Download common us snake actually three different species

yes no Was this document useful for you?
   Thank you for your participation!

* Your assessment is very important for improving the workof artificial intelligence, which forms the content of this project

Document related concepts
no text concepts found
Media Inquiries:
Kendra Snyder, Department of Communications
212-496-3419; [email protected]
October 5, 2016
New research reveals that a snake found across a huge swath of the Eastern United
States is actually three different species. Published in the journal Molecular Phylogenetics and
Evolution, analyses of the yellow-bellied kingsnake (Lampropeltis calligaster) also indicate
that diversification of the snake—and possibly of many other vertebrates living on both
sides of the Mississippi River—is influenced not by the river itself, as predominately
thought, but by the different ecological environments on each side.
“Not only have we uncovered multiple species, but we’re making steps toward
understanding the mechanisms that are generating biodiversity in the United States,” said
Frank Burbrink, an associate curator in the Museum’s Department of Herpetology who
conducted the study with Alexander McKelvy from the City University of New York’s
College of Staten Island. “Even though the U.S. has been explored scientifically for more
than 200 years, we still don’t fully know what’s in our backyard.”
The yellow-bellied kingsnake, also called the prairie kingsnake, has an extremely
large range spanning from Nebraska to Virginia in the north and from Texas to Florida in
the south. There are three subspecies of the snake, two of which started as distinct species
when they were first discovered and then demoted after more study. But the new genetic
and ecological analysis elevates them back to individual species with specific habitats: L.
calligaster in the prairies west of the Mississippi River, L. rhombomaculata in the forests east
of the Mississippi, and L. occipitolineata in South Florida wet prairies.
Speciation is often caused by geographic barriers like mountain ranges or bodies of
water that prevent animals from breeding with their counterparts on the other side. Over
time, each group evolves separately. The prevailing hypothesis is that the Mississippi River
was instrumental in generating biodiversity in eastern North America. The new study,
however, challenges that idea, suggesting that diversification was the result of the
drastically different ecosystems the snakes inhabit, not the river itself.
“You go from the forest to the grasslands and ‘voila!’, you make a different species,”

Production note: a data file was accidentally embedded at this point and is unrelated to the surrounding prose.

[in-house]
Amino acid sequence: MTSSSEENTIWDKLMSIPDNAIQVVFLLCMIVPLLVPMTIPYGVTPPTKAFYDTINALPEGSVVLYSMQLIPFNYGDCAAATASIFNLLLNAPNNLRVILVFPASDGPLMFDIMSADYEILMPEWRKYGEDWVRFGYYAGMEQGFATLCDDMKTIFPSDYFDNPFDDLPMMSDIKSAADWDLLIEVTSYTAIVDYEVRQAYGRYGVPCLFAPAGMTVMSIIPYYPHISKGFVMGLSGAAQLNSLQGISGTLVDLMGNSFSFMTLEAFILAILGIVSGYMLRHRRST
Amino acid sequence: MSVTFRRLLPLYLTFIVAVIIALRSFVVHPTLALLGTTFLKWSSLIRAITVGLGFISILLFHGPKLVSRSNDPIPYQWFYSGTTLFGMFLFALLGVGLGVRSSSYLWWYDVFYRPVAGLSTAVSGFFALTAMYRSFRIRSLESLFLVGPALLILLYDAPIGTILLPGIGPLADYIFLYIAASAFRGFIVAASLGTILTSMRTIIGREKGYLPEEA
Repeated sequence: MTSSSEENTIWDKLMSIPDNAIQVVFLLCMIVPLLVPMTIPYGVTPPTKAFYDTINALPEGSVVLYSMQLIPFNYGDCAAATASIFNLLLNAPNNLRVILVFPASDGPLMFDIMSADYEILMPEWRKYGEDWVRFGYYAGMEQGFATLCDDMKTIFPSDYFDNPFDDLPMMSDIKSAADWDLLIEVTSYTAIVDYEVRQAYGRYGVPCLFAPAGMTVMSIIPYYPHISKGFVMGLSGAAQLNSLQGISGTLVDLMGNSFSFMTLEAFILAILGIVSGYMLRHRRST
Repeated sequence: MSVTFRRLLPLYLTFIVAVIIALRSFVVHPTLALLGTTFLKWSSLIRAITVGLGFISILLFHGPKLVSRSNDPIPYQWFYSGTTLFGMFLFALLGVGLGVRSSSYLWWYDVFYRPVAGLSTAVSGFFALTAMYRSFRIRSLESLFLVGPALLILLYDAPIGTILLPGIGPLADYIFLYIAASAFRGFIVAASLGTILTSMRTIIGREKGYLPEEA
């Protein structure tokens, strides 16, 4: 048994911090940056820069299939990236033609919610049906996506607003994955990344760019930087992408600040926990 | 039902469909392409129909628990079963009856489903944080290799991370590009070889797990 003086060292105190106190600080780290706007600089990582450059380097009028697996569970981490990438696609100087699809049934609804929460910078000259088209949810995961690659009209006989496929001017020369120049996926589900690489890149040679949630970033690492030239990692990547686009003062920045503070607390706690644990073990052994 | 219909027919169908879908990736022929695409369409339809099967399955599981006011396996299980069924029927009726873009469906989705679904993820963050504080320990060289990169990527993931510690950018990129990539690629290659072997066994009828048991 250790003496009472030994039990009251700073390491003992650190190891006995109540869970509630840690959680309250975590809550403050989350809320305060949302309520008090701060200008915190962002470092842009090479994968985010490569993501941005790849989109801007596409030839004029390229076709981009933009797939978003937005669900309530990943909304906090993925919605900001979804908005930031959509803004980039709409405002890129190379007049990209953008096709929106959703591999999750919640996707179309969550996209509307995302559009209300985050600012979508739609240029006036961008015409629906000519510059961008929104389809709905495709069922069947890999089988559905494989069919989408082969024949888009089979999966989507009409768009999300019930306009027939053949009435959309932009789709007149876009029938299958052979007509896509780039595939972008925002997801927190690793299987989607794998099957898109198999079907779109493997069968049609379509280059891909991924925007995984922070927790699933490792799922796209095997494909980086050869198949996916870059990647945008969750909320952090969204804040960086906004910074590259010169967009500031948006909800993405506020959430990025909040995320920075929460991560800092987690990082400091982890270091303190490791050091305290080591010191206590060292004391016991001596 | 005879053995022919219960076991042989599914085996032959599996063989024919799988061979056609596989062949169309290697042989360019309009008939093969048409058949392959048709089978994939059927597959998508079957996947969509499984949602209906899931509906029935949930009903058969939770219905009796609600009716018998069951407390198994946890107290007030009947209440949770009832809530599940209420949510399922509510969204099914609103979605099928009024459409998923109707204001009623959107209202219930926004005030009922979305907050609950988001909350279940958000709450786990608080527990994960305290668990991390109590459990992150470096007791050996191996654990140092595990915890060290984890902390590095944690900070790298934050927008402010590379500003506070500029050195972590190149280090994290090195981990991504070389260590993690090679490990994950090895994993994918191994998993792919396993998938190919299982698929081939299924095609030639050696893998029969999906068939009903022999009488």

said Burbrink, who has also studied this effect in copperhead snakes.
The results of the study are vital to conservation efforts because where there was
once a very large population of a single wide-ranging species, there are now three species
with considerably smaller numbers. The authors point out that the Florida species, L.
occipitolineata, is particularly at risk, and has plenty of company. Urbanization of the Florida
landscape since 1960 has been faster than anywhere else in the U.S., with human population
doubling every 20 years.
“It’s likely that this diversification mechanism applies to more than just snakes,”
Burbrink said. “All of the animals that have a range over these areas should probably be restudied.”
Funding for this study was provided by the National Science Foundation grant
# DEB 1257926.
Molecular Phylogenetics and Evolution paper:
The American Museum of Natural History, founded in 1869, is one of the world’s
preeminent scientific, educational, and cultural institutions. The Museum encompasses 45
permanent exhibition halls, including the Rose Center for Earth and Space and the Hayden
Planetarium, as well as galleries for temporary exhibitions. It is home to the Theodore
Roosevelt Memorial, New York State’s official memorial to its 33rd governor and the
nation’s 26th president, and a tribute to Roosevelt’s enduring legacy of conservation. The
Museum’s five active research divisions and three cross-disciplinary centers support
approximately 200 scientists, whose work draws on a world-class permanent collection of
more than 33 million specimens and artifacts, as well as specialized collections for frozen
tissue and genomic and astrophysical data, and one of the largest natural history libraries in
the world. Through its Richard Gilder Graduate School, it is the only American museum
authorized to grant the Ph.D. degree and the Master of Arts in Teaching degree. Annual
attendance has grown to approximately 5 million, and the Museum’s exhibitions and Space
Shows can be seen in venues on five continents. The Museum’s website and collection of
apps for mobile devices extend its collections, exhibitions, and educational programs to
millions more beyond its walls. Visit for more information.
Become a fan of the Museum on Facebook at, and
follow us on Instagram at @AMNH, Tumblr at amnhnyc, or Twitter at
No. 83 ###